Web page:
I used Bruce Ezzel’s recipe for bagels via Michael Ruhlman’s Blog. The recipe makes 13, a baker’s dozen.

Sesame Seed Bagels

Making the cream cheese was a little bit more time-consuming than making bagels, but a lot of it is inactive time. The most labor intensive part is straining the curds, which would not have been too bad if I had not tipped over the bowl with the leftover whey all over me and the kitchen floor. My plans for making ricotta (re-cooked whey) foiled. This tasted exactly like store-bought, maybe it had a hint more milky/fresher flavor to it.

Home-Made Cream Cheese
Adapted from E-How

• 1 gallon whole milk
• 1 cup whole milk cultured buttermilk
• 1 cup heavy cream
• 1 junket rennet tablet
• 1 tablespoon lemon juice
• ¼ cup white vinegar
1. Add milk, buttermilk, and heavy cream to a large pot and heat to 80°F over medium heat, stirring constantly. Let sit for 1 hour.
2. Dissolve junket rennet tablet into 1 tablespoon water. Add this to milk, and stir. Add in the vinegar and lemon juice. Stir well. Let sit for 1 hour. A firm curd will form. With a long knife cut the curd into rough squares and let sit for 1 more hour.
3. Prepare a strainer by lining it with cheesecloth or a thin canvas kitchen towel. Ladle the curd into the strainer, tie the cheesecloth/kitchen towel with kitchen twine. Squeeze softly to press out some of the whey. Place the package on a strainer over a large bowl in the refrigerator for 24 hours. Your cream cheese is now ready, you can add salt at this point if desired. I added 1 teaspoon.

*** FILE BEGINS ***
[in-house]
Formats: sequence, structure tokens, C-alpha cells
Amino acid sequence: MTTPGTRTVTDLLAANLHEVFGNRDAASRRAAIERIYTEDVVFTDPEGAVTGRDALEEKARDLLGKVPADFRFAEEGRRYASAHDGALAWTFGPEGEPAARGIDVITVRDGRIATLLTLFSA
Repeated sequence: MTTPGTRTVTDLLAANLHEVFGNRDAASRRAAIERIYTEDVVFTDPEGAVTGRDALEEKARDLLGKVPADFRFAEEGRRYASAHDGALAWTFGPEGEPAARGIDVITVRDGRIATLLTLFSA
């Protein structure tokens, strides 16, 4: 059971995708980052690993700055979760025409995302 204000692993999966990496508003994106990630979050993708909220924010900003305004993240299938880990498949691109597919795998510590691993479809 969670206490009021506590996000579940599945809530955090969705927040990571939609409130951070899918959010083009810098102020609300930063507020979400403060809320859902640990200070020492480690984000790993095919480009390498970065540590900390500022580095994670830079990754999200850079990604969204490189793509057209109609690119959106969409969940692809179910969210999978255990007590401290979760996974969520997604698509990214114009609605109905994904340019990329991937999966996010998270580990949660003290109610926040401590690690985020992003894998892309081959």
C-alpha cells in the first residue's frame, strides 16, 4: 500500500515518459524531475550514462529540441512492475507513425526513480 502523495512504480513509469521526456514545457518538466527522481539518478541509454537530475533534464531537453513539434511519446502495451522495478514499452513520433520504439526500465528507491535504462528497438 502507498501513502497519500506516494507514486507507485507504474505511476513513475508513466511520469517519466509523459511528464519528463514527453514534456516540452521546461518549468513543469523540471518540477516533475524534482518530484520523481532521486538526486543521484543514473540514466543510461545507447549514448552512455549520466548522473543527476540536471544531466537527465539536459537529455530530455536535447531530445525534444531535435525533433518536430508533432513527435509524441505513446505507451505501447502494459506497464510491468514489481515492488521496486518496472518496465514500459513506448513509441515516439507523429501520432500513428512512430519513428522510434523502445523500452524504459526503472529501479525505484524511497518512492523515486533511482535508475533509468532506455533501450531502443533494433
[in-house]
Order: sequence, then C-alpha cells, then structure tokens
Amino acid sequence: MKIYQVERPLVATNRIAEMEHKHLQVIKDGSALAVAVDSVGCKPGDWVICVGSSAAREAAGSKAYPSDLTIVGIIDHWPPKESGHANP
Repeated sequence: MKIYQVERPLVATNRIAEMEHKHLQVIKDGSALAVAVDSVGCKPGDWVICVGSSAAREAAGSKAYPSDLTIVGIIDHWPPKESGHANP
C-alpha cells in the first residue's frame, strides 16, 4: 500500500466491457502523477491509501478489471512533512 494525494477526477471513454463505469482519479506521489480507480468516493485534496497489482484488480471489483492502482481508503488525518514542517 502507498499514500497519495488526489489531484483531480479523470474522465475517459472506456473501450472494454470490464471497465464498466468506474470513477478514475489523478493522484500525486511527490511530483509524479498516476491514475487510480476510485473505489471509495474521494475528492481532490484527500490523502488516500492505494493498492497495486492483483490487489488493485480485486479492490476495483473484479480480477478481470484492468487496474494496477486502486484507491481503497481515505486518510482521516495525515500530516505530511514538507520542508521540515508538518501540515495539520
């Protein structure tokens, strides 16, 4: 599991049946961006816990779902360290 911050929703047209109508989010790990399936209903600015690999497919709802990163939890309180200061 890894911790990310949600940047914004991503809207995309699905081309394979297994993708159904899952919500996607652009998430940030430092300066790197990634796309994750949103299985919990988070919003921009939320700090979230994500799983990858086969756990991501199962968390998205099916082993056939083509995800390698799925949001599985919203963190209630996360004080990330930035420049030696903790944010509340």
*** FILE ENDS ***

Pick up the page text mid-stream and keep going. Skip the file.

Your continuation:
4. If you want to make whipped cream cheese: remove cream cheese from the refrigerator for 15 minutes and place it in the bowl of a mixer with a paddle attachment. Beat for about 5 minutes and slowly drizzle in 2 tablespoons of heavy cream while beating. Do not over-beat. Place in a container and refrigerate.

I made these bagels early on a Saturday morning, later that day I went to a cooking class with Olga from Mango Tomato. Since she had invited me to the class, it was only right to bring her some bagels, cream cheese, and smoked salmon. Check out her fabulous photos if you have a chance. We had actually talked about a breakfast of smoked salmon and bagels over twitter, and I’m glad I had a chance to share.

Author: onevanillabean